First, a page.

Receveur’s rise to cross-country prominence a difficult one



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Junior Katherine Receveur runs during the Sam Bell Invitational on Sept. 30 at the IU Championship Cross Country Course. Receveur has received three Big Ten Athlete of the Week awards this season for women's cross-country. Bobby Goddin Buy Photos

There were multiple times when IU junior Katherine Receveur questioned if she was good enough to compete at the collegiate level.

The reigning NCAA All-American’s path to the elite levels of cross-country was not an easy one. 

Despite constant adversity, she's approached each setback as just another goal to conquer.

The hardships began late in her high school career at Assumption High School in Louisville, Kentucky. Receveur was plagued with a string of injuries, including a stress fracture, mononucleosis and an iron deficiency that led to a trip to the hospital right before her freshman year of college in 2014 at Miami University in Oxford, Ohio.

The struggles trickled over to her freshman year, during which she ran cross-country at Miami. 

She was still recovering from her injuries and was stuck in a situation that she said was simply a bad fit for her. 

Her career as a RedHawk ended after just a semester. She went back home to continue her training. That’s when the doubt started to kick in.

“It was frustrating,” Receveur said. “It was always just one thing after another.”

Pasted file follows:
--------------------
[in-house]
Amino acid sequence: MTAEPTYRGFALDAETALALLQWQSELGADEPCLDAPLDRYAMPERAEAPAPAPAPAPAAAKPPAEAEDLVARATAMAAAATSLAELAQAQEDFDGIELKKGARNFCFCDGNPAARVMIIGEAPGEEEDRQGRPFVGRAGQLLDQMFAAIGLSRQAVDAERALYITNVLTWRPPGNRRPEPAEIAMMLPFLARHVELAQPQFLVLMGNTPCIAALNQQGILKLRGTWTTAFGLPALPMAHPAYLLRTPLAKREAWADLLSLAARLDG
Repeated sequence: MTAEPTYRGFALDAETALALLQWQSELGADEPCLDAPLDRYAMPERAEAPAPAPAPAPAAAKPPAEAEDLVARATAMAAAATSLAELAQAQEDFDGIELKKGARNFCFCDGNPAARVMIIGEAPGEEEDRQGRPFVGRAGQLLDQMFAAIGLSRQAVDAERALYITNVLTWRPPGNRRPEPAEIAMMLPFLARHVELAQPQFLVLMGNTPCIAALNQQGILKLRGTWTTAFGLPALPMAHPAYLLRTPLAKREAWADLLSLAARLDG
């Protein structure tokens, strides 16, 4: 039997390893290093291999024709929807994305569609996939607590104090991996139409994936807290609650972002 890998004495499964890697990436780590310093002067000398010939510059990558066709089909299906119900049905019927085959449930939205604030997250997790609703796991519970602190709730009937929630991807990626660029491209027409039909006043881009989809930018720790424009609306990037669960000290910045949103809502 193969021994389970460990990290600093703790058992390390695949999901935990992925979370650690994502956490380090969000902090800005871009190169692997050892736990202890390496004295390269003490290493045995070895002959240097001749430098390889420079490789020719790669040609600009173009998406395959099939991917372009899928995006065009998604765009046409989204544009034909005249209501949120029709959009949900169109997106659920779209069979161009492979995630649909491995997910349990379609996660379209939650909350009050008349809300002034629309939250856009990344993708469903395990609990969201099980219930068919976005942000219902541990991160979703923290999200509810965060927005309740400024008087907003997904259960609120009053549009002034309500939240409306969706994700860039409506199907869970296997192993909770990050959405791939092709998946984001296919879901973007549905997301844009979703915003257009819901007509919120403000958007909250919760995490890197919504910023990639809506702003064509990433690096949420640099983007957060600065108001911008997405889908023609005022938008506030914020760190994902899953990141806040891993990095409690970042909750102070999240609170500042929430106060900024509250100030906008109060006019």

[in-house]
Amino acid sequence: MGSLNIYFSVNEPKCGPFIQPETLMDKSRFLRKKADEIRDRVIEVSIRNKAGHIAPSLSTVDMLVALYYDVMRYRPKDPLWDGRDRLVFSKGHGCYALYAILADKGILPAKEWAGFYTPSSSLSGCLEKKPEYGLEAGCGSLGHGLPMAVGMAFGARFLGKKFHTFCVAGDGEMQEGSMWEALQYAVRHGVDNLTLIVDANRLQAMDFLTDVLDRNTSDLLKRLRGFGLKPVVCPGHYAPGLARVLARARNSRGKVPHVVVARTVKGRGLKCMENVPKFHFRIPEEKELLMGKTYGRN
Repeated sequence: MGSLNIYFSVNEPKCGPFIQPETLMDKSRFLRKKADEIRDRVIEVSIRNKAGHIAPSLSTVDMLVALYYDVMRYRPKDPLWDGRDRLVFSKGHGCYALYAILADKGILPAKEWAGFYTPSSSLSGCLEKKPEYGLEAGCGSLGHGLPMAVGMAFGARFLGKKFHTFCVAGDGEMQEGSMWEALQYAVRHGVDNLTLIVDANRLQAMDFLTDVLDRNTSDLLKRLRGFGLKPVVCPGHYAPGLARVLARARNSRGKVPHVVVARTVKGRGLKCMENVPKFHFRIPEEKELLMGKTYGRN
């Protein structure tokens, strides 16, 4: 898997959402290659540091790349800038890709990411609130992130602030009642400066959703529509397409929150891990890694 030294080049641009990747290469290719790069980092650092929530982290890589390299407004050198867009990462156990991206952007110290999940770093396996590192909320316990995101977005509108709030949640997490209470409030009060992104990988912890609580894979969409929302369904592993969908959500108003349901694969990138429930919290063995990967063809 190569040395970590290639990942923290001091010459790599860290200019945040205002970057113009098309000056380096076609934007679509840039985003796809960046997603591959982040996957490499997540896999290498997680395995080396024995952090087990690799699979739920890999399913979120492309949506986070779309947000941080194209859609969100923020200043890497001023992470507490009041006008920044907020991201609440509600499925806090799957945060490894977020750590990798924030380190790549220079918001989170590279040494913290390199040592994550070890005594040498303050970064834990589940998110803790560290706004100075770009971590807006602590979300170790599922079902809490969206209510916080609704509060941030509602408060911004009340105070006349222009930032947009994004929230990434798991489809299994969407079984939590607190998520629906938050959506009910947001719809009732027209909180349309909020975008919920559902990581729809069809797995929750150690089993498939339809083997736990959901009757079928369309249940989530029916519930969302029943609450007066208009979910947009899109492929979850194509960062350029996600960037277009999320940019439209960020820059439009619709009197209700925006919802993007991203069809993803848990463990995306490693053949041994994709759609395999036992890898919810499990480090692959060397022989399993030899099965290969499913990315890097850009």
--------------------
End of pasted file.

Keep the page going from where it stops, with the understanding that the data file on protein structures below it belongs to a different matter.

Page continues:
However, the fire inside Receveur driving her to be great still burned as intensely as ever. 

Her high school career ended in disappointment after the injuries, and her college career had gotten off to a rocky start. But she knew there was still some potential for improvement that nobody else had seen.

“When I was at Miami, I didn’t know if I wanted to keep running,” Receveur said. “One day, I don’t know what it was, something clicked where I felt like I had so much more to accomplish.”

That’s what led to her interest in IU. She sent letters to the IU coaching staff, explaining her situation, longing for another chance to prove she could be the runner she knew she could be. 

The chance came when Coach Ron Helmer invited her to do some workouts and train with the IU team during the summer of 2015. At first, it didn’t go well and led to more doubts for Receveur.

Receveur was way behind all the other IU runners after training on her own for a whole spring semester. She couldn’t keep up. 

Despite the fact that Receveur was behind in her training, Helmer offered her the opportunity to come back that season to earn a spot on the IU team. He warned her it would take some serious training in the offseason. He questioned if she would even show up again.

“At first, she was not close to fitting in to what we wanted to do here,” Helmer said. “It was almost like I couldn’t understand why she kept coming back. It had to be extremely discouraging.”

Even Receveur, who had wanted to prove herself so badly, was starting to question herself.

“There was definitely doubt,” Receveur said. “I’m sure after a few months the coaches started to wonder if I was going to be here much longer. I went home that summer knowing my spot on the team was on the line.”